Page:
Rt Hon Lord Lilley

    Tony Blair probably thought an Inquiry would just see off conspiracy theories that the government had somehow been murkily involved in Dr Kelly’s demise. In practice, it has thrown light where the Government would prefer there were darkness. Were Lord Hutton to refrain from making any judgements and merely recount what actually happened, what we have learned from his inquiry so far would still reveal a damning picture of how this government operates.

    As a former Cabinet Minister was struck by how the evidence from the inquiry conflicts with the normal rules of government.

    I wrote to Lord Hutton asking why there were no notes of the key discussions involving the Prime Minister and his senior Ministers and advisers when the decision was taken to name Doctor Kelly. He replied caustically that “only a small number of notes made by Private Secretaries were sent, and these notes were very sparse and of no relevance”.

    This is strange. One of the things I discovered on becoming a Minister is that your Private Secretary listens into and takes notes of every phone conversation and meeting you hold. That note-taking process is essential for good government. It ensures that decisions are implemented.

    Moreover, the very existence of a note taker acts as a subconscious check inhibiting any consideration of personal or improper factors. Unless the whole culture of government has changed the only circumstances in which no note would be made would be if a Minister told his Private Secretary not to take notes or not to monitor a call. The only reason a Minister would do that would be if he knew the discussion was improper or dodgy. So the absence of notes of Mr Blair’s key conversations speaks for itself.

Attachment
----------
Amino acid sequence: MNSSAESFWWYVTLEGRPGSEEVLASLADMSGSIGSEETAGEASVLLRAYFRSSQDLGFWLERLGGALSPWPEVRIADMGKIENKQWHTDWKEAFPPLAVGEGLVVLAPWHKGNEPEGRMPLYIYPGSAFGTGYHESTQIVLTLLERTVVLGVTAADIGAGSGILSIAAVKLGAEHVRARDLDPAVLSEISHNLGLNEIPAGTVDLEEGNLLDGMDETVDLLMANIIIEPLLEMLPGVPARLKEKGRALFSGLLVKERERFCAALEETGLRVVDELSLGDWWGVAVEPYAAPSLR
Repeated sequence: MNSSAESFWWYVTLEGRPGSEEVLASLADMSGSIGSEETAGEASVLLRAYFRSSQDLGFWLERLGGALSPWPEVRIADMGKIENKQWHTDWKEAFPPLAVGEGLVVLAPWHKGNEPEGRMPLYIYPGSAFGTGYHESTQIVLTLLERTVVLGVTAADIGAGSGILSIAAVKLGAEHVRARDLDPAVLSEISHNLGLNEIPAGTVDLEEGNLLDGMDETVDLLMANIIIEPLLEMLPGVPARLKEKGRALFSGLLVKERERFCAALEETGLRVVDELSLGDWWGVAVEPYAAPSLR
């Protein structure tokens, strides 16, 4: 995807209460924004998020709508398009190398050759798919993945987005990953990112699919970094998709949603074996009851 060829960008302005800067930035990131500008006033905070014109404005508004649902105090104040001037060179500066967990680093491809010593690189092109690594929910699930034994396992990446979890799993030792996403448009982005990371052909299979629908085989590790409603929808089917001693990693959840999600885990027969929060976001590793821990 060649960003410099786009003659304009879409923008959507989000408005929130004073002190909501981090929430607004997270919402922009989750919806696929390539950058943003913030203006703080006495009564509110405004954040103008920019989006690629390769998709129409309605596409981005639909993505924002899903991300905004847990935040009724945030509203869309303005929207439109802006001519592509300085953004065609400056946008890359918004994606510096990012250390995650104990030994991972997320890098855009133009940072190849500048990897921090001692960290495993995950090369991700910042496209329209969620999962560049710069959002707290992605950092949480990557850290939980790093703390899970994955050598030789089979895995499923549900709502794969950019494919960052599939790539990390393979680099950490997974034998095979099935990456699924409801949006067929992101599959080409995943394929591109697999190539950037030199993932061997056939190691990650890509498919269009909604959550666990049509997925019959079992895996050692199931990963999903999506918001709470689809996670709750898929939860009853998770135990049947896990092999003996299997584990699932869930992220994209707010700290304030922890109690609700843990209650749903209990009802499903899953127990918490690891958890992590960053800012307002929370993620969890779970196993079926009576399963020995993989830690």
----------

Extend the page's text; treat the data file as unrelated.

One glaring omission in the evidence submitted to Hutton was the transcript of the Prime Minister’s threefold denial – highlighted by Michael Howard – that he personally authorised the release of David Kelly’s name. Lord Hutton has confirmed to me that press cuttings of the relevant press conference were brought to his attention by his staff “I did not receive a transcript of the press conference from the government – I assume because it took place after Dr Kelly’s death.” So he may feel excused from commenting on the Prime Minister’s veracity on that occasion. But the rest of us are free to draw our own conclusions.

    Another puzzling thing about the government’s evidence was their decision to release information about Dr Kelly. Soon after becoming Secretary of State for Social Security I was taught a healthy lesson about how information should be handled. A Departmental study had come up with an embarrassing fact known only to us. Then to my astonishment it appeared as the headline in The Guardian. When I asked my Chief Information Officer how they had got hold of it he replied, “I gave it to them. They asked a question to which that was the answer. My job is to give information.”

    When my apoplexy subsided, I realised that he was absolutely right and came greatly to respect him. He explained: “There are only two kinds of government information: that which is confidential (in the Kelly case the disciplinary procedures against staff) and must be withheld; and all the rest which must be released if requested.”

    The bizarre thing about the government’s defence of their decision about naming Dr Kelly is that they have invented a third category: – information which, though confidential, can be released as the prize in a guessing game with an MoD press office.